Hi, I’m a statistic. I’m one of the many people who sign up for a MOOC, in this case, Introduction to Game Design, offered through EdX and then quit. I love learning, but it’s time to admit that MOOCs are seriously boring.
How do you write well? Start by committing a crime. Start by killing the topic sentence.
Link to “They Came for the Carbs, and Stayed for the Collaboration: Engaging Library Workers across Units to Deliver Meaningful Learning Objects” and questions about what makes an effective instructional video.
The question: Should Harvard Business School enter the business of online education, and, if so, how?
How much does tuition cost? First, consider the discount.
Here and Now segment on active learning classrooms: how they work, what they are, and how learning outcomes are improved.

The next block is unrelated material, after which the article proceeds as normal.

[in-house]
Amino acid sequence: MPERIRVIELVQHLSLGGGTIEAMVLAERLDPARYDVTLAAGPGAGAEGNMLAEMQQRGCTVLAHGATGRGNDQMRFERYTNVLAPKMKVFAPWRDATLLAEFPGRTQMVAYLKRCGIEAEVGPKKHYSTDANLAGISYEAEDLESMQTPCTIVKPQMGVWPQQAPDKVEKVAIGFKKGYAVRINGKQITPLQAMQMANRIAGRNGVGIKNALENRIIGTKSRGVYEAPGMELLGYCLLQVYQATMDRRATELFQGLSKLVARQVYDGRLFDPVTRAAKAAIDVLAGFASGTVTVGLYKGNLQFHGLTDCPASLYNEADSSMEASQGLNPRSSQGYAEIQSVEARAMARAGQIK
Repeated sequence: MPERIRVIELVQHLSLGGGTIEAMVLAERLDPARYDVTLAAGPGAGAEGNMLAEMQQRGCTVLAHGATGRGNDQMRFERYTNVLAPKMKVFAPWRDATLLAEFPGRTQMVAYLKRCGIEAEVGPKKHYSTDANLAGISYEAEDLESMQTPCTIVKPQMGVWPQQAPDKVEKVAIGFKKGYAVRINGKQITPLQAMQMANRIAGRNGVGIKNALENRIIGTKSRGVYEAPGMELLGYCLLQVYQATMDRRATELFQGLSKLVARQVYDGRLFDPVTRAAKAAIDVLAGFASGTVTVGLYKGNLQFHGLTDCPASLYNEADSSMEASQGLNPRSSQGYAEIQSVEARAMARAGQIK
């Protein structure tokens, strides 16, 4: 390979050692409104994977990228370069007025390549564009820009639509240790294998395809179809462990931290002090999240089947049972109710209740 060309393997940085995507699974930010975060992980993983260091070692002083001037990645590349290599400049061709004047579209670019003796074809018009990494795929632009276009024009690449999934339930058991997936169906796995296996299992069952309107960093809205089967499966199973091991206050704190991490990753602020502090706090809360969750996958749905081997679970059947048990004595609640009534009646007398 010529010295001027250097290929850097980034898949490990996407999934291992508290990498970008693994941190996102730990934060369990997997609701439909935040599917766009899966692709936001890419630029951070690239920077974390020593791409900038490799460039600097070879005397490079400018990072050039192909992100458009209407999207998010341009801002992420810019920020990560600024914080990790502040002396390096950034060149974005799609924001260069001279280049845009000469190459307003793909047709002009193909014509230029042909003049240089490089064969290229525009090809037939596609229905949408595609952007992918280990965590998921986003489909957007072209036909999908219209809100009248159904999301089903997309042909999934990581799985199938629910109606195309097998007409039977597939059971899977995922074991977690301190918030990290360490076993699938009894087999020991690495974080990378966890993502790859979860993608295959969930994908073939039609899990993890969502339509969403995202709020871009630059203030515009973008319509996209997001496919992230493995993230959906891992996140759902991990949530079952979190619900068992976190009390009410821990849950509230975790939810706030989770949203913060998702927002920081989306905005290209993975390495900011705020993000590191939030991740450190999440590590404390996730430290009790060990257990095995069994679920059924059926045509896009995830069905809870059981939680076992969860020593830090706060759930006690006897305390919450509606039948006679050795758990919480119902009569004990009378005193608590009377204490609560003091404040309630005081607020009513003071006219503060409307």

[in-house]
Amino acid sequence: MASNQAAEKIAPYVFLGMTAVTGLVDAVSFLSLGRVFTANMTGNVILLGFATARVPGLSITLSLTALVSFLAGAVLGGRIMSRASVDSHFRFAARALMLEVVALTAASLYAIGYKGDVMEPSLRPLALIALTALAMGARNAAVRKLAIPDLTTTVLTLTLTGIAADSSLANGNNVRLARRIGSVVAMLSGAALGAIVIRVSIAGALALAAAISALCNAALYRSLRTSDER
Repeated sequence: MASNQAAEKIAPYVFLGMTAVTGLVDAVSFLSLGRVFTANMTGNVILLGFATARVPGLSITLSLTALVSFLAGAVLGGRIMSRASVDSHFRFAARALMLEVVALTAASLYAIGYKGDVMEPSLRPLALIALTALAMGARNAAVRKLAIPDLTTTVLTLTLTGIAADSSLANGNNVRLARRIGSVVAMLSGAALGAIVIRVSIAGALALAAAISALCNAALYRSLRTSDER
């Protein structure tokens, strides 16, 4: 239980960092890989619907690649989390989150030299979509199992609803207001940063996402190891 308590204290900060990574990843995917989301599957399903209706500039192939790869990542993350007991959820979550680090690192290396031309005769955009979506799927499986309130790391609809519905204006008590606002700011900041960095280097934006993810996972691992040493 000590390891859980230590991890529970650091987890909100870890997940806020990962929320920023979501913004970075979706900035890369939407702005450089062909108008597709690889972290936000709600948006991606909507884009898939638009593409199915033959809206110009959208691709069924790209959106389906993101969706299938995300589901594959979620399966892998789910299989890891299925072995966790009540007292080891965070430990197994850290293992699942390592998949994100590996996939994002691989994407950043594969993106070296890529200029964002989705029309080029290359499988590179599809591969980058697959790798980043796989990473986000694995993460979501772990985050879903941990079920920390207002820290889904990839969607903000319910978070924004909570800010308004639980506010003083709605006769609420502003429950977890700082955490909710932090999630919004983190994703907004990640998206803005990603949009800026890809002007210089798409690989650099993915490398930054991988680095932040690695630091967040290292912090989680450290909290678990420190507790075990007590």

“The Points Don’t Matter: MOOCs, Resumes, and Learning” by Derek Bruff. Apparently, employers are starting to assign value to the SoAs they see on job applicants’ resumes. Coursera is worried that if this continues, there will be less incentive for students to pay for “verified certificates” on Coursera’s Signature Track
Reflecting on teaching this semester and what I’ve learned throughout my life, a simple question came to mind: where do we learn? The quick answer may be school. But, it’s so much broader than school.
In this video, Dr. Robert Williamson, Jr. (@rwilliamsonjr) of Hendrix College talks about how he teaches with Twitter. The video was created from a Google Hangout, Social Media in the Classroom: Extending the Learning Community, between Dr. Robert Williamson, Jr. and Dr. Amanda Hagood (@ACSLearning) as part of the Associated Colleges of the South’s Blended… Read more »
“Alternate Reality Games in the Classroom,” written by Anastasia Salter (@AnaSalter) and published by Profhacker.